By: Eric Gurash

As our 2018 Archbishops “Joyful in Hope” Annual Appeal continues, Deacon Eric Gurash reflects on the 32nd Sunday of Ordinary time and how God’s Word  this week invites us to examine our giving:

We're introduced today to images of two widows presented to us as two, strange and counter-intuitive models of the Christian life.

We first meet the Prophet Elijah as he encounters the widow of Zarephath and her son. In an age where social safety nets are entirely unheard of, a woman who finds herself without a husband or a large extended family to support her is in a very dire situation.

It is here that the prophet Elijah appears and says, "Bring me some water, bring me some bread." You could perhaps almost picture the woman looking around rather shocked as if to say "You can't possibly be speaking to me. Did you miss the fact that we're starving here?"  There is a certain unexpected comedy hidden here; it’s a scene that is intentionally off kilter. Just in case we've missed it she tells the prophet, "Look, these sticks are our last meal. We'll be going home to eat...and then to die." We are at the end of our rope.

However, it's into this very situation that Elijah speaks words that are the antidote to desperation "Do not be afraid..."  and we can find ourselves caught up and breathless by this woman's courageous response. With just a few words from a stranger, she pours out what she believes to be her last sustenance to share. Could you or I ever find the courage to do the same?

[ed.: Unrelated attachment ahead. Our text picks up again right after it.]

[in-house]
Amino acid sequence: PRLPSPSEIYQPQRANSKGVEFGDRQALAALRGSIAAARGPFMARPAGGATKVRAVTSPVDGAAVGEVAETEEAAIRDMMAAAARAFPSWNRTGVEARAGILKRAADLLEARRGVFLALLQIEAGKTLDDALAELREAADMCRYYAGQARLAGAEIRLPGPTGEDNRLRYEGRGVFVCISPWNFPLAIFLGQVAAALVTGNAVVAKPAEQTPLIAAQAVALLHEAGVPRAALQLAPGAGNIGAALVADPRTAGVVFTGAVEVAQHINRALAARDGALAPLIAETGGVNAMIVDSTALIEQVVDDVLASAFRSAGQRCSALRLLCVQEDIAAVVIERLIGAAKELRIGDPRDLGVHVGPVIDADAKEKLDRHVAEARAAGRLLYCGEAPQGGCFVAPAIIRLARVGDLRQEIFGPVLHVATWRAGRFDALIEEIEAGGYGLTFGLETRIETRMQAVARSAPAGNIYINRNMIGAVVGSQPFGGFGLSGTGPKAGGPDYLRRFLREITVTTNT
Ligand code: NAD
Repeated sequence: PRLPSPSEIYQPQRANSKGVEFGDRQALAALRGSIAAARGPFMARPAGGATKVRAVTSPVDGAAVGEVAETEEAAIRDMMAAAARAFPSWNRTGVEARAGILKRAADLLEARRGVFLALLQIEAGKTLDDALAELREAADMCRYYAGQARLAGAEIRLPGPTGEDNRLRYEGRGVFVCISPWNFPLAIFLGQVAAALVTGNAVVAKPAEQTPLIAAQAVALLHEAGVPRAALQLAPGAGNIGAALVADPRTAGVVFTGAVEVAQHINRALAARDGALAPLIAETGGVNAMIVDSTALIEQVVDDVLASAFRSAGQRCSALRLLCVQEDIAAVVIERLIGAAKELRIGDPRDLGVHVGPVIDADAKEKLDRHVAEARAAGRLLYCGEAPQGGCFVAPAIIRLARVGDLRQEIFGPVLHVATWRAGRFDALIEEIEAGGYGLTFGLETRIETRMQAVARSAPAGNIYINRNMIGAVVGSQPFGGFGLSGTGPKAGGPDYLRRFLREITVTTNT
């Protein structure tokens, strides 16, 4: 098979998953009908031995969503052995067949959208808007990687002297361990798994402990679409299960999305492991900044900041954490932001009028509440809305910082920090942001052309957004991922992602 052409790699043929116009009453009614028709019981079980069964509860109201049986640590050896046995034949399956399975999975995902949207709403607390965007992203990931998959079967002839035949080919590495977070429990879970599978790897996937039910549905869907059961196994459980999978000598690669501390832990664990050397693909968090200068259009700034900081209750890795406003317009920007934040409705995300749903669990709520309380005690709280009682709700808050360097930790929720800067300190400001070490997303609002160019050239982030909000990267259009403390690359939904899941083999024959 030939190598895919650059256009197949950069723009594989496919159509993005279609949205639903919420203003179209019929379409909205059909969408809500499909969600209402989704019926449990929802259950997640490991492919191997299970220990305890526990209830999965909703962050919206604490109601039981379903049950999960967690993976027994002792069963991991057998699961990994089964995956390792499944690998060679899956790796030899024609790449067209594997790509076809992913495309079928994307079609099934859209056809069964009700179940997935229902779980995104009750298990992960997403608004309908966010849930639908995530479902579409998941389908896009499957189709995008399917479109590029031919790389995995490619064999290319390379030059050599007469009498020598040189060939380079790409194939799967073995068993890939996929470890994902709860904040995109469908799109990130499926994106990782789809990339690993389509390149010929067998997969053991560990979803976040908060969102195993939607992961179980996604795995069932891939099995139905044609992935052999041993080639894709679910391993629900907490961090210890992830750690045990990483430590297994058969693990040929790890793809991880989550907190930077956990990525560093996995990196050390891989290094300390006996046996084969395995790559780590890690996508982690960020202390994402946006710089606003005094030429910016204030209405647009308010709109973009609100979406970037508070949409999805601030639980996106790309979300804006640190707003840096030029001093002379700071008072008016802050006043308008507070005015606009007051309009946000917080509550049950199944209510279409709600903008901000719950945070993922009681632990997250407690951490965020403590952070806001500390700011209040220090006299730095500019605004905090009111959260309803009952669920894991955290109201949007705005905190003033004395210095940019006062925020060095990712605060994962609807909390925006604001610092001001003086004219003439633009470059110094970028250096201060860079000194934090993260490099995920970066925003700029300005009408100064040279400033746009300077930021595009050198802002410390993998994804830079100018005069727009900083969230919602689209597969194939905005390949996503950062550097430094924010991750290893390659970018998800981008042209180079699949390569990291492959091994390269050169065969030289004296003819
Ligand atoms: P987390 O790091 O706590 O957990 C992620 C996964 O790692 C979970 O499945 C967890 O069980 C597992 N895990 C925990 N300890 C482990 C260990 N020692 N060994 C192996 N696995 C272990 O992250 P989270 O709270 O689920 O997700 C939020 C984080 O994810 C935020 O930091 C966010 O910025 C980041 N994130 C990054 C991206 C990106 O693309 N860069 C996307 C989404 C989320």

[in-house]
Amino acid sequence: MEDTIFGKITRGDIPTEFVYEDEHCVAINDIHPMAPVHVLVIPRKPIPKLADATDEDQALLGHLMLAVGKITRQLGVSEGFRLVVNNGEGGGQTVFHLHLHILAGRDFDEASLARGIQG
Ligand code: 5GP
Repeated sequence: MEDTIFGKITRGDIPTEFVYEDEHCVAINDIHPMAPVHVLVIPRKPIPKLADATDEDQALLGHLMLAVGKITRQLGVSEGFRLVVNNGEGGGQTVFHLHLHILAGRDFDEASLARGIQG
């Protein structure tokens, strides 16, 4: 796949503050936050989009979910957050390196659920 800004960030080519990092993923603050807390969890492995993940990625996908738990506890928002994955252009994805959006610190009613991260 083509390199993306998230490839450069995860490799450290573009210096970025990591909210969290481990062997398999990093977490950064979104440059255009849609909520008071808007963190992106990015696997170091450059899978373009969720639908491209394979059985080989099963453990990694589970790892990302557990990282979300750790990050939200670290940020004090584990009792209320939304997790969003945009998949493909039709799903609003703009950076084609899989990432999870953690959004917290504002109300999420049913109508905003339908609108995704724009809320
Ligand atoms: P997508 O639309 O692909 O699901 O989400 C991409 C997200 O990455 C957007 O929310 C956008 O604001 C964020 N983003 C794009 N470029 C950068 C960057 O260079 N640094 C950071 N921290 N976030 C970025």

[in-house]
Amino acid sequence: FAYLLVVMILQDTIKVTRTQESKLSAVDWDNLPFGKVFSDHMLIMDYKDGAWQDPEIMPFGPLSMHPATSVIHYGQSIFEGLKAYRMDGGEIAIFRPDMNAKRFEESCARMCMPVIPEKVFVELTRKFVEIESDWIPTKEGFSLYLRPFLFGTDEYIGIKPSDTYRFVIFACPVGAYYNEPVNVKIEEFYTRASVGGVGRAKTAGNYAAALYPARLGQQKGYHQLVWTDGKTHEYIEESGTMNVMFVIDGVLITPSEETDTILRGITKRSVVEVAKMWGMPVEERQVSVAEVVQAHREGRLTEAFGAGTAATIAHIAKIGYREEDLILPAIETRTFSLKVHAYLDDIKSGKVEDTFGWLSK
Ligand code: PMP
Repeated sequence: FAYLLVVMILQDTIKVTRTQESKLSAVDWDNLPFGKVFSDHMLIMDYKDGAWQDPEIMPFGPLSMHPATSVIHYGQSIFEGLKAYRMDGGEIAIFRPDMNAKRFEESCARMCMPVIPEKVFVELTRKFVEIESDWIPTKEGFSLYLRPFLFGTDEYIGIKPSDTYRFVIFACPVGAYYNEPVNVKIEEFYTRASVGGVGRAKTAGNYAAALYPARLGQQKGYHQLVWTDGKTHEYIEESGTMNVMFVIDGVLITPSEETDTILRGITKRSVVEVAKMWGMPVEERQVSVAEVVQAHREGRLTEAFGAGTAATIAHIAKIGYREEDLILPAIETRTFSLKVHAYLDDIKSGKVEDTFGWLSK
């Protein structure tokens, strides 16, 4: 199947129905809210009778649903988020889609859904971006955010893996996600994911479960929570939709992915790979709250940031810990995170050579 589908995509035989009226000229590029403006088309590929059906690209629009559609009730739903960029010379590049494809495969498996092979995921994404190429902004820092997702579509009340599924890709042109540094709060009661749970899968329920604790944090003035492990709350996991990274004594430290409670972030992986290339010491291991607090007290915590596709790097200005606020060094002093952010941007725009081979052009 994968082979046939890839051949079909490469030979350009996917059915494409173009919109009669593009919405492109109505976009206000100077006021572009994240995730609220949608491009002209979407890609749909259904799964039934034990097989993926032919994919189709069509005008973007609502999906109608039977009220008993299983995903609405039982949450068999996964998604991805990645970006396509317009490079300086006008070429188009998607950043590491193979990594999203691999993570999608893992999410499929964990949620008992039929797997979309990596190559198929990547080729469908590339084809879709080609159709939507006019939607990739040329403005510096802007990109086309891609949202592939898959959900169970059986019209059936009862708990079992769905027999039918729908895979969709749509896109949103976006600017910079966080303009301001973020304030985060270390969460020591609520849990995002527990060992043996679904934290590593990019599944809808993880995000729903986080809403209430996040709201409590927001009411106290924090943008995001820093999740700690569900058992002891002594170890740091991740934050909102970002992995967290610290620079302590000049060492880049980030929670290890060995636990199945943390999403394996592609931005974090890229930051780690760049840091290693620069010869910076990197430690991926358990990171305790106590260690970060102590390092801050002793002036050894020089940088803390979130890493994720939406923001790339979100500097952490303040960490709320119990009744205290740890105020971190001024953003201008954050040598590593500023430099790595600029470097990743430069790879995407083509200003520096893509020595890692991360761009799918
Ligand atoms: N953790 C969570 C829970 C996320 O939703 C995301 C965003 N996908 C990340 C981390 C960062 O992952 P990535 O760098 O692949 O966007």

A friend of mine once remarked that it's not the first 10% of our giving that is difficult...but the last. That first 10% comes from our excess, our abundance, even our leftovers. The last is where sacrifice becomes redemptive and truly life-giving.

The widow here doesn't give from any place of excess; she has nothing at all in abundance. She gives in a profoundly sacrificial way - and God's response in generosity exceeds all expectation and reason.

Our second widow met in today's gospel isn't faring much better. Walking by the huge, copper, funnel-shaped openings of the Temple treasury, she drops her last two pennies. You can imagine the almost insignificant 'tink, tink' of this widow's last two pennies. Two mind you. In a time again where there is no social welfare, no food bank or salvation army, she doesn't even think of keeping one for herself.

"But out of her poverty, she has put in everything that she had"

What does giving out of our poverty look like?

It may be giving that one little bit of my time when it feels like I have nothing left to give.

It may be looking honestly at the things I do well, even when they are things I don't enjoy doing, and being willing to share just a small bit of that with another.

It may be taking an honest look at my bank balance, perhaps seeing it wanting (as my own does more often than not!), and making the choice to give just the same even if doesn’t seem like what I can do could make any difference.

We find ourselves as a diocese in the middle of our Archbishop’s Annual Appeal. On the surface, it seems to be one more voice among many seeking the little bits that I feel I can spare to give.  However, as with our reading today, we’re challenged to look deeper at what, precisely we are being invited to do.